Mexico unveils $14 billion investment plan to speed up ailing economy

The package, mostly privately financed, is the first clear sign of corporate bosses’ readiness to invest under Lopez Obrador since the coronavirus pandemic this spring plunged Latin America’s second-biggest economy into its biggest slump since the Great Depression.

Ranging from the revival of a planned train link between Mexico City and the central city of Queretaro to investments for state oil firm Petroleos Mexicanos (Pemex), it comprises some 39 projects, the government said.

Unveiling the plan, worth over 297 billion pesos ($13.83 billion), at a news conference, Lopez Obrador extended a hand to corporate bosses, striking a conciliatory tone.

“We have no problem with business leaders. On the contrary, they deserve our utmost respect and admiration because they invest, generate jobs and create welfare,” he said alongside some of Mexico’s most prominent industry chiefs.

Since taking power nearly two years ago, Lopez Obrador has had a choppy relationship with business, angering companies and allies of Mexico by threatening to tear up contracts worth billions of dollars signed under the previous government.

The leftist Lopez Obrador insists that past governments were permeated by corruption and skewed the economy in favor of private interests, particularly in the energy sector.

The resulting chill in investor confidence that set in helped to tip Mexico into a mild recession in 2019 before the pandemic battered the global economy.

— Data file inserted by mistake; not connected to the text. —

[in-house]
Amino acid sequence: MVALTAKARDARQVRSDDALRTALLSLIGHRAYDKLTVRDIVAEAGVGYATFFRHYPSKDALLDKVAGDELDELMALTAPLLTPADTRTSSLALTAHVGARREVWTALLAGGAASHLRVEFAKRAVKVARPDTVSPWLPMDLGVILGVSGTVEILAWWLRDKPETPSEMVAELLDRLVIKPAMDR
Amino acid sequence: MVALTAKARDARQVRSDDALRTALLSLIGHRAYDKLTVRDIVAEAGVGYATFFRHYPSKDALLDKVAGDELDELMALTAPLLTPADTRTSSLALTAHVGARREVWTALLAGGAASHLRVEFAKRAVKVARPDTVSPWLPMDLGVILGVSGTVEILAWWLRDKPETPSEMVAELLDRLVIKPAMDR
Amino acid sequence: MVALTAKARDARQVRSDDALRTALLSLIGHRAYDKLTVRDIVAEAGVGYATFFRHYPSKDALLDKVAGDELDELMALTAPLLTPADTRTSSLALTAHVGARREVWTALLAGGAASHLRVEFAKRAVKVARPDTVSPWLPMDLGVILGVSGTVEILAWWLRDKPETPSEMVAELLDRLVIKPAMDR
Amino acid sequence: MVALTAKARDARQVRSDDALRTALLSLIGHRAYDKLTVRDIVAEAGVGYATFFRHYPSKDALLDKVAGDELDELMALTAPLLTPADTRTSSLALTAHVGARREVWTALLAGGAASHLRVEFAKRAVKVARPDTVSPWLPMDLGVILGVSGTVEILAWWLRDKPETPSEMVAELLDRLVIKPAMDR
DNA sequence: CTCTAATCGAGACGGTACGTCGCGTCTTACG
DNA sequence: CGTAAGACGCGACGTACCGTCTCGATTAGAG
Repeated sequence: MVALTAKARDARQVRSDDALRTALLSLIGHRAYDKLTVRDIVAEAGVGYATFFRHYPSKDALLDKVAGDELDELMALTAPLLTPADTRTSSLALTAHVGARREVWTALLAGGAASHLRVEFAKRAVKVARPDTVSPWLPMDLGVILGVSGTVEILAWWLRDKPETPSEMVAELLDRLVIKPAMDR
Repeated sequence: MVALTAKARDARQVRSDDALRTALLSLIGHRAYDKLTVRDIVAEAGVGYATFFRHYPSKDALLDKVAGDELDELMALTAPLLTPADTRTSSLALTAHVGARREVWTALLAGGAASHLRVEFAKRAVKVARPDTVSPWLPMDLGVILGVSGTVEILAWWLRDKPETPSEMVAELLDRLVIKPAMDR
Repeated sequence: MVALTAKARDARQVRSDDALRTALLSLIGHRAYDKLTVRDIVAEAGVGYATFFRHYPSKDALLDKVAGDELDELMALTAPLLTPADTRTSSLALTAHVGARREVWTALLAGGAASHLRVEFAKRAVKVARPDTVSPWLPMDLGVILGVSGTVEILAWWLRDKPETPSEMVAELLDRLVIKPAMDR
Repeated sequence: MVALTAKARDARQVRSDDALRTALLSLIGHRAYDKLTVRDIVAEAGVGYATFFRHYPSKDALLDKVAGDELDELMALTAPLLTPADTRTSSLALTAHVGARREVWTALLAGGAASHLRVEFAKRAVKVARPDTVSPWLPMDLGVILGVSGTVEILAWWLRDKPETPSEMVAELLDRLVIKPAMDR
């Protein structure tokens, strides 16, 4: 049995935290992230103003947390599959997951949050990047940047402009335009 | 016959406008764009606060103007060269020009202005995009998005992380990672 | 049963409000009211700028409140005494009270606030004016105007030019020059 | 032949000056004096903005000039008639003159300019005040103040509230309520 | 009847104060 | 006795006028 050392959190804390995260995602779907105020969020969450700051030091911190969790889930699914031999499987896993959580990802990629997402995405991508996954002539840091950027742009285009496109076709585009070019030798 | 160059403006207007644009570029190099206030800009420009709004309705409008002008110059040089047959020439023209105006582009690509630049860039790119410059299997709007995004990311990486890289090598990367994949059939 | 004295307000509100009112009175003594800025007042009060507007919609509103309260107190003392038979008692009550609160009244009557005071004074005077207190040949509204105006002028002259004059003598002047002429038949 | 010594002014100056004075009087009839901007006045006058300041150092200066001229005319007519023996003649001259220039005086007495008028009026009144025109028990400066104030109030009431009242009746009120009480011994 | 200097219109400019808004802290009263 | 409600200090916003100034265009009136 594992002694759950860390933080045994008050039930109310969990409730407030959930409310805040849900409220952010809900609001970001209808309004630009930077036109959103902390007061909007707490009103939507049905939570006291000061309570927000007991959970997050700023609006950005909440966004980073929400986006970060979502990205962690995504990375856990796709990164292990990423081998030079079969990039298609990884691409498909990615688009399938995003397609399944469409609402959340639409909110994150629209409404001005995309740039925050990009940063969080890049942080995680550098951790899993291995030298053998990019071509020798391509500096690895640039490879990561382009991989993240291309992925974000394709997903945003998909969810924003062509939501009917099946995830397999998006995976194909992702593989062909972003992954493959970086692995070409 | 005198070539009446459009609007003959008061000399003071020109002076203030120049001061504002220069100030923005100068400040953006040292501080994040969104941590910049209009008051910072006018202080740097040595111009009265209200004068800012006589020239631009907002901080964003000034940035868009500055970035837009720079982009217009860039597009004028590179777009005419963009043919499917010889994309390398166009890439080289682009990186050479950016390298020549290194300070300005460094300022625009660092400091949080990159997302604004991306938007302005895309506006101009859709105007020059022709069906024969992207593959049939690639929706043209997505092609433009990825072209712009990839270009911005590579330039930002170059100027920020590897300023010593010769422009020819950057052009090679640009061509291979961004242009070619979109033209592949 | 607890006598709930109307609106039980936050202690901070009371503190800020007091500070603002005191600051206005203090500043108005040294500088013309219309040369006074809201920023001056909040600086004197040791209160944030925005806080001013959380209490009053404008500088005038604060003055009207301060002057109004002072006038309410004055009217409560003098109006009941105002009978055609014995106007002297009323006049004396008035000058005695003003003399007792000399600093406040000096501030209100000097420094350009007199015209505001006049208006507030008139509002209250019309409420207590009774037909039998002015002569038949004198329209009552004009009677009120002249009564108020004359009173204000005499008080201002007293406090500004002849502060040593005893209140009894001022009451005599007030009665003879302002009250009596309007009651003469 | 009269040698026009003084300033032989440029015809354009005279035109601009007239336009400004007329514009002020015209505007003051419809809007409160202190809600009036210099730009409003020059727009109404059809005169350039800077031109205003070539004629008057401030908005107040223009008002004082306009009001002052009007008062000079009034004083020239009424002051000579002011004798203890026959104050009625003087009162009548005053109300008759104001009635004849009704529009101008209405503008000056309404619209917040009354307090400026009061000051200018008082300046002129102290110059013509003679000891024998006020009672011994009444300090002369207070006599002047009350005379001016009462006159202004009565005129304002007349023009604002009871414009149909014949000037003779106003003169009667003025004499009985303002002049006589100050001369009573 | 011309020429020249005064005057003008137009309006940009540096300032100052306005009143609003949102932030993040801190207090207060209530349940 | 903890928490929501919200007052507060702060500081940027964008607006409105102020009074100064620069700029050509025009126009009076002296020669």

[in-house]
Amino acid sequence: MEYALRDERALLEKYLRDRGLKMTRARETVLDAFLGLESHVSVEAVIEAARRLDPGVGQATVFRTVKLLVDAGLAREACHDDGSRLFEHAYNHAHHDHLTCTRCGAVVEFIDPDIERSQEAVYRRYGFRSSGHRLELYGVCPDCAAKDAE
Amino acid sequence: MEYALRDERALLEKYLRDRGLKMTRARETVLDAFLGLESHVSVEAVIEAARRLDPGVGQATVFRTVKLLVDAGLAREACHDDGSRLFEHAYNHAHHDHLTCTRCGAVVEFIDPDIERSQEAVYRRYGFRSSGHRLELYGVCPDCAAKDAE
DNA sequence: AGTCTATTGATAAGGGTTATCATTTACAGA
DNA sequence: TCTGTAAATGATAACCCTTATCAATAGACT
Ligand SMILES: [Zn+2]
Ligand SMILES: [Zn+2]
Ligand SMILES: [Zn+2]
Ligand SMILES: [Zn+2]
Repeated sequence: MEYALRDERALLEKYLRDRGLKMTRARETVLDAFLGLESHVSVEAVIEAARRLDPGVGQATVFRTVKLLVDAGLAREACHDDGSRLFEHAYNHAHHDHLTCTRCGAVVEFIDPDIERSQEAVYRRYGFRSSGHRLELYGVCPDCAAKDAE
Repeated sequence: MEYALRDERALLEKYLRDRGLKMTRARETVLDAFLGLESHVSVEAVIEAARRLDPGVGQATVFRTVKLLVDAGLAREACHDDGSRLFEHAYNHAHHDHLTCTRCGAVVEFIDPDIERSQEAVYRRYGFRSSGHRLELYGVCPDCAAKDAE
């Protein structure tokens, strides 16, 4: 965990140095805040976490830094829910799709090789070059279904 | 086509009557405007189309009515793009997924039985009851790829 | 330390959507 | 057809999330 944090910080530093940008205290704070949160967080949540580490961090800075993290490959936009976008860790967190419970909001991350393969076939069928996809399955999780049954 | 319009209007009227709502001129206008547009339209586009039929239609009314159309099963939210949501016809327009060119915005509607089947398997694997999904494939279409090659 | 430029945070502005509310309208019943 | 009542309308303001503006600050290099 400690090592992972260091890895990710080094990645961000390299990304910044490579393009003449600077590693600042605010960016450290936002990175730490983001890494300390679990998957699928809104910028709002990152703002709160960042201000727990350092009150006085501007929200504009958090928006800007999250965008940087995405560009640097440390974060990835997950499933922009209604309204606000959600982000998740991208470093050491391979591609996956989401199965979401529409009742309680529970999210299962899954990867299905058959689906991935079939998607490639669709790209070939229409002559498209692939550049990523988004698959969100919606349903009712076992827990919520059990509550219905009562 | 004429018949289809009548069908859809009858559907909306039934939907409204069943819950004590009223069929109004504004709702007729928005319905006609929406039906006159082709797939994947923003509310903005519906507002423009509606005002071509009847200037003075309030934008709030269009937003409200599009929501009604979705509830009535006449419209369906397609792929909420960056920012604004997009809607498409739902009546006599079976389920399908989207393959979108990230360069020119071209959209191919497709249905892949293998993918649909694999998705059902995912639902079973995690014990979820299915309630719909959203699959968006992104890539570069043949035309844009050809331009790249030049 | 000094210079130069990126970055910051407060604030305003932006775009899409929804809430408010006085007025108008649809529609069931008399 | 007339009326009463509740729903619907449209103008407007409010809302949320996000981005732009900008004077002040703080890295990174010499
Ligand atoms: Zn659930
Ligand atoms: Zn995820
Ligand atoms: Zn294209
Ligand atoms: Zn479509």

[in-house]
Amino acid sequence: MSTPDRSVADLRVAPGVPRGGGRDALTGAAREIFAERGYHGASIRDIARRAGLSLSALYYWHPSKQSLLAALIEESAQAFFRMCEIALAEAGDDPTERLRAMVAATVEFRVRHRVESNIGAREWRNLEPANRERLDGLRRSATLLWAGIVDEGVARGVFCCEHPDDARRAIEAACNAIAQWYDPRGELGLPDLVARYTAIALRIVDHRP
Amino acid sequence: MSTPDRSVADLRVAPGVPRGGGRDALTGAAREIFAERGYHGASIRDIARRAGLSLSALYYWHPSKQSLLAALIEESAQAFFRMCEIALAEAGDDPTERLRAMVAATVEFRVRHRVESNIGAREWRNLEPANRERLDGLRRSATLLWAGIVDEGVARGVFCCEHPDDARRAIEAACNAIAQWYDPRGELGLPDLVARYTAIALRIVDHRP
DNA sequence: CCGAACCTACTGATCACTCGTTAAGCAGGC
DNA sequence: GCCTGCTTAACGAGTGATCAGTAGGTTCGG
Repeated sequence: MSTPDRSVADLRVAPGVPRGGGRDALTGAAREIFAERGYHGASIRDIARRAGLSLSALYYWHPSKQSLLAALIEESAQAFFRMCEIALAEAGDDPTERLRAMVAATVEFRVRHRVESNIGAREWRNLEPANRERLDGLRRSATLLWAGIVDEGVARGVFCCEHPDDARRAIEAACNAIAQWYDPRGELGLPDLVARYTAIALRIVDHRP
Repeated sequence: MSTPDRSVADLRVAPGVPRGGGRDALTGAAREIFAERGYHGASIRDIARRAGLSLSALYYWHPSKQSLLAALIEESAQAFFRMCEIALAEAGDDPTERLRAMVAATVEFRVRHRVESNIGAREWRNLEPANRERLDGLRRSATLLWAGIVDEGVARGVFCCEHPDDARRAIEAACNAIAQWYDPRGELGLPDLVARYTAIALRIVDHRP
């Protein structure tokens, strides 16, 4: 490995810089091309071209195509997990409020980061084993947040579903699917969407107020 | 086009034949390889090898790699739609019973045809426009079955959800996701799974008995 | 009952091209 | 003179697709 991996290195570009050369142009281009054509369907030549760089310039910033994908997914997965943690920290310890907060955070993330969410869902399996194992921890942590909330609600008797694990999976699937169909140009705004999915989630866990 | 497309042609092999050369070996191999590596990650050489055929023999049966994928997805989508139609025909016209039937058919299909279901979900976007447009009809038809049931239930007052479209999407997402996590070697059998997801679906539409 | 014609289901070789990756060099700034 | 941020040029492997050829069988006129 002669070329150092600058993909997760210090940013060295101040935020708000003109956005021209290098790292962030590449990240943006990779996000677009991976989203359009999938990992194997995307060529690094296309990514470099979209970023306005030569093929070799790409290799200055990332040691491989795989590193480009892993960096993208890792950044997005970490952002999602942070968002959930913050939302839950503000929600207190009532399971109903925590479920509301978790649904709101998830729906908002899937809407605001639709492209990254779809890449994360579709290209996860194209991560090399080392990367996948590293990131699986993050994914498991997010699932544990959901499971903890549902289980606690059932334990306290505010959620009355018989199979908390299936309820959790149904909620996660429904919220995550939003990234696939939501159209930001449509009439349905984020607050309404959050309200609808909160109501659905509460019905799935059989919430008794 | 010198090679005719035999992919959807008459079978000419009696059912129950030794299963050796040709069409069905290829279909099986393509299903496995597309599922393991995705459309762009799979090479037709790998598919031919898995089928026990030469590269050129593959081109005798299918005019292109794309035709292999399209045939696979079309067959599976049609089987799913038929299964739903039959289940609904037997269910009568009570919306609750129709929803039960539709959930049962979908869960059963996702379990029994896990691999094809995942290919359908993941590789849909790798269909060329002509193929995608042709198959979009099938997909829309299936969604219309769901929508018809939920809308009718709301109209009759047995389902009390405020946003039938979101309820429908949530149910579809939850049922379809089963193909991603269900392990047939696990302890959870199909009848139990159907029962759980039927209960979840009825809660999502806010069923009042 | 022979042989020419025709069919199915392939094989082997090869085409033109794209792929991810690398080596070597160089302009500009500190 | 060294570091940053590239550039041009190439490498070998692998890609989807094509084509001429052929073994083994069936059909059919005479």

This year, leading forecasters expect Mexico’s economy to contract by up to 10% or more, though Lopez Obrador has kept a tight rein on public purse strings to avoid going into debt.

Industry sources familiar with discussions on the projects said the president is increasingly conscious that he needs private sector investment to realize his economic goals.

Monday’s investment package, which is to be largely funded by private capital, was the first of what business leaders say should be a series of investment announcements.

The initial batch should create some 185,000-190,000 jobs, said Jorge Nuno, a senior finance ministry official.

Among the biggest projects listed were plans to improve the refining potential of Pemex, which Lopez Obrador has put at the center of his drive to create a more mixed economy.

($1 = 21.4730 Mexican pesos)

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